Thanks To Dak, This Year's Pre-Draft Process Has Less Emphasis On QB

FRISCO, Texas – A year ago today, Cowboys coaches directed the North squad at the Senior Bowl and the organization – Cowboys coaches and personnel staff – kept an eye on the quarterback prospects with the clear priority of finding a developmental backup in the 2016 draft.

This year, priorities have shifted since the 2016 Senior Bowl MVP and subsequent fourth-round pick, Dak Prescott, is now on the roster as the quarterback of the present and future.

"Not as much (emphasis) as we put in last year because we actually thought we were getting our backup quarterback when we got Dak," Cowboys owner/general manager Jerry Jones told reporters last week in Mobile, Ala. "But we were pushing hard. We knew we had (Tony) Romo and we were pushing hard looking at those quarterbacks with an eye to the future. That won't quite be the emphasis this year."

Prescott replaced an injured Romo in August and kept the starting job with a Pro Bowl season, helping lead the Cowboys a franchise-record tying 13 wins.

Romo's future in Dallas is now a popular source of public speculation, though Jones wasn't ready to discuss the matter at the Senior Bowl.

"I'm not going to get into that at all – whether we've talked or not," Jones said. "We're at a juncture now that, we need to just cool it in our public conversations about what we're going to be doing or not doing there with Tony."

The Cowboys do have questions about their backup quarterback spot in general. Kellen Moore, who spent the 2016 on Reserve/Injured, and Mark Sanchez, his replacement in the No. 3 spot, are set to be unrestricted free agents this offseason.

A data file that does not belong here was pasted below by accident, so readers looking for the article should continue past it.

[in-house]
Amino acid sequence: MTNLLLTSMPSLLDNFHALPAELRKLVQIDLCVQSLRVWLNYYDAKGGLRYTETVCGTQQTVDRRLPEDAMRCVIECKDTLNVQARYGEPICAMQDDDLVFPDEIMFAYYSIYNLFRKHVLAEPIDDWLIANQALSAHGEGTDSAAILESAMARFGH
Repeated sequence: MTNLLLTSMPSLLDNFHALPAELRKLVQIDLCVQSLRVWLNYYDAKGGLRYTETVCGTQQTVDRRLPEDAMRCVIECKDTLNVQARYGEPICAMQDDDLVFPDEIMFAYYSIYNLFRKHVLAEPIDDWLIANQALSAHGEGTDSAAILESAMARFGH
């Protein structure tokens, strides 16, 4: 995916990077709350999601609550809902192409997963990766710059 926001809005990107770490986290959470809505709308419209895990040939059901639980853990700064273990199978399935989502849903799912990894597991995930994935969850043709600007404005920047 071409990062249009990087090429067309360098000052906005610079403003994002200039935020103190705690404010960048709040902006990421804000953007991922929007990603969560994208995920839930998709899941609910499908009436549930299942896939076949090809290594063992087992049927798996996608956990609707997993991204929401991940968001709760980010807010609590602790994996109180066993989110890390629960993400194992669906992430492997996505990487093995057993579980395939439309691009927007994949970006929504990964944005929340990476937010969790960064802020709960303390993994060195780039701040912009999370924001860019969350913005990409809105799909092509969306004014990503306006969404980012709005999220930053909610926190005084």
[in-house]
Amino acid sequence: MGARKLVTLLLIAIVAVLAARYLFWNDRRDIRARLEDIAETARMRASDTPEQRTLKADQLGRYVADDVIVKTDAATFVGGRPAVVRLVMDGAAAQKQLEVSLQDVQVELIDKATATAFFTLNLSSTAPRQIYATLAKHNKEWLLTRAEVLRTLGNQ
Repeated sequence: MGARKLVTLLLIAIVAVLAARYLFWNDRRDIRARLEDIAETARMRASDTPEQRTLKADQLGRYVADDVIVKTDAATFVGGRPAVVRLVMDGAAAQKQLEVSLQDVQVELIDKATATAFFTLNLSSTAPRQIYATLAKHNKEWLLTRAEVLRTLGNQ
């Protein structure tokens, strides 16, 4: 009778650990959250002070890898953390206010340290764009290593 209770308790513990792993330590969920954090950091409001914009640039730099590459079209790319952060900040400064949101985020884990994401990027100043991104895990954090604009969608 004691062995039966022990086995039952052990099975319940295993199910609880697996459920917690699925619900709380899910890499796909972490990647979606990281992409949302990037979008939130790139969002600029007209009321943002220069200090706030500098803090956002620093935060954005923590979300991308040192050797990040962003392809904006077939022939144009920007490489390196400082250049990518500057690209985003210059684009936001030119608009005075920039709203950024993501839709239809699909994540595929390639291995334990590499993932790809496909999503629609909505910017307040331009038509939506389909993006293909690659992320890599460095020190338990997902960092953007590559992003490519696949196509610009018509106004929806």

Prescott's rise and development offsets some of that depth uncertainty. The seventh of 15 quarterbacks selected in last April's draft, Prescott wasn't coached by the Cowboys in Mobile. But the team noticed how well he adjusted to snaps under center on the South squad, coming from a spread offense at Mississippi State.

Pre-draft conversations with Prescott cemented the team's thinking that he had the skills and intangibles to be successful in the league.

A year later, he's the only rookie quarterback and only the second player in NFL history (Tom Brady) to throw for at least 3,500 yards with fewer than five interceptions in a season.

When did the Cowboys know he could be this good this soon?

"I don't know if there was a moment," head coach Jason Garrett said last week from the Pro Bowl, "but I think there were a number of different times where it was obvious that he was handling the situation the right way, whether it was a situation on the field or off the field, and you can see him just approaching it the right way right from the outset, always prepared for every opportunity. And when different challenges came upon him, he embraced them."

Make no mistake, Jones and Cowboys brass arrived in Mobile last week still reeling from the team's divisional-round playoff loss to the Green Bay Packers. The scouting contingent would have visited the Senior Bowl regardless of the postseason outcome, but they certainly would have preferred to have Houston and the Super Bowl next on their itinerary.

"It's a little bit of a downer," Jones said. "But we are buoyed by the success of the team, the success of the young players we had, and certainly the thought that Dak Prescott was out here last year and was not in our mind's eye. And then what he contributed."

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